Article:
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Spain’s Right Turn – The General Election, November 20, 2011

- November 21, 2011

Since Josh is temporarily unavailable, I am posting this election round-up by “Raj Chari”:http://www.tcd.ie/Political_Science/staff/raj_chari/index.php, who is a Senior Lecturer (the Irish equivalent of associate professor) in Political Science at Trinity College Dublin, in his stead.

The centre-right Partido Popular (PP), under the leadership of Mariano Rajoy, won an absolute majority in Spain’s general election on November 20, 2011.

The PP won 186 of 350 seats with a little more than 10.8 million votes. The Socialist Party (the PSOE), which has been in power since 2004, received a little less than 7 million votes, losing 59 of its 169 seats from 2008. The PSOE, under the leadership of Alfredo Pérez Rubalcaba, was thus left with a dismal 110 seats – this number is the lowest ever obtained by the Socialist party since democratic elections started in Spain in 1977. Other significant gains were made by Izquierda Unida (or, the United Left, of which the Communist Party of Spain is the main partner), moving from 2 seats in 2008 to 11 seats this time around. Similarly, the Catalan Regionalist Party CiU gained 6 seats from the previous election and now has 16. And Rosa Diez’s Unión, Pregreso y Democracia (UPyD) gained 4 seats from the previous election.

For observers of Spanish politics, the PP’s win was expected for some time. Since the election was called in the summer by Socialist Prime Minister Zapatero, polls had indicated a victory for the PP.  The magnitude of the PP victory, however, was somewhat of a surprise: this is the highest seat total the party has won in any general election in democratic Spain, higher than even that won by José María Aznar in 2000 (183 seats) when the PP won its first majority government.

Perhaps even more surprising was the magnitude of the Socialist debacle. In fact, in looking at comparative election data, one may argue that it was not so much that the PP won, but that the PSOE lost.  For example, let’s consider the difference of votes obtained in the 2008 and the 2011 elections. If one calculates the differences in votes for the PP (which gained 552,683 more votes in 2011 when compared to 2008 election), IU (+710, 864), CiU (+234,838), and UPyD (+834,163) and then sums them, one sees that it is still less than the 4,315,455 votes lost by the Socialists this time around. From this perspective, it is not that the PP made great strides, but, rather, it is the PSOE that simply blew it.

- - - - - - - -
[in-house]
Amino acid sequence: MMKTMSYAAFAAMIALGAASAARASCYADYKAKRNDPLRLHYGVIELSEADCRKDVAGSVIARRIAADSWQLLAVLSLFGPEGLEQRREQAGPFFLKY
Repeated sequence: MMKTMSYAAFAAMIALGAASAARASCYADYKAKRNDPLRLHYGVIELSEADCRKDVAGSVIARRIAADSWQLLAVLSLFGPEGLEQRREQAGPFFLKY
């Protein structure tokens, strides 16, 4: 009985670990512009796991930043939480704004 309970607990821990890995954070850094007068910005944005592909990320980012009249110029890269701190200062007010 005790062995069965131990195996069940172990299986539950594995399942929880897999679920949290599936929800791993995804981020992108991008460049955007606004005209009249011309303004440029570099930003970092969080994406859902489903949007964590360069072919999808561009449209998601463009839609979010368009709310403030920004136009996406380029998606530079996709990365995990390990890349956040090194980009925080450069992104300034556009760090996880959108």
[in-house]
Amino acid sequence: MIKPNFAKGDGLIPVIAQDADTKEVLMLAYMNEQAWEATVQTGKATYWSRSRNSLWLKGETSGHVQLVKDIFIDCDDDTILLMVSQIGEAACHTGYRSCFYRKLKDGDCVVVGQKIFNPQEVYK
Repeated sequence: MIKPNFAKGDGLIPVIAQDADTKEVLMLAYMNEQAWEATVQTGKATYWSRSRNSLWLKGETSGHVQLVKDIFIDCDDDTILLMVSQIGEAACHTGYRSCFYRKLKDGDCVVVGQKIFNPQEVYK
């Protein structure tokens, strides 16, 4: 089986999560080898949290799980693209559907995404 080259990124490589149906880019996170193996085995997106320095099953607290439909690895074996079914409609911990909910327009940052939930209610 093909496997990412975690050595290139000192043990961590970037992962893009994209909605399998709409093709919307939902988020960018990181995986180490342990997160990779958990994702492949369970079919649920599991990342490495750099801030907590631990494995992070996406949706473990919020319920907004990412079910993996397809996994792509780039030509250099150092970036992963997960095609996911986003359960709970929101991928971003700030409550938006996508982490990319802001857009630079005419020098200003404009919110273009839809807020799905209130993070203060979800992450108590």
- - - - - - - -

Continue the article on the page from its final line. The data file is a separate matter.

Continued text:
The idea that the PSOE blew it was perhaps inevitable with the financial and economic crisis that has had a crippling impact on Spain over the last year in particular, meaning that many had lost faith in the party under Zapatero’s leadership – under the Socialists, unemployment peaked over 21.5%; economic growth slowed; debt spiralled; and after Ireland, Greece and Italy, the country has increasingly become under pressure from the markets. Of course, the PP promises to change this and one may argue that historical necessity for change certainly motivated many voters.

It is also interesting to note that Spain represents the 3rd southern European state (first Greece, and then Italy) over the last two weeks that has changed government, albeit this time by the voters. With a full mandate to pursue this change, the PP finds itself in a strong position to unilaterally pursue economic reforms. Yet, only time will tell if international markets and even the voters are happy and confident with the PP’s plans – plans that many critics say are still not very clear.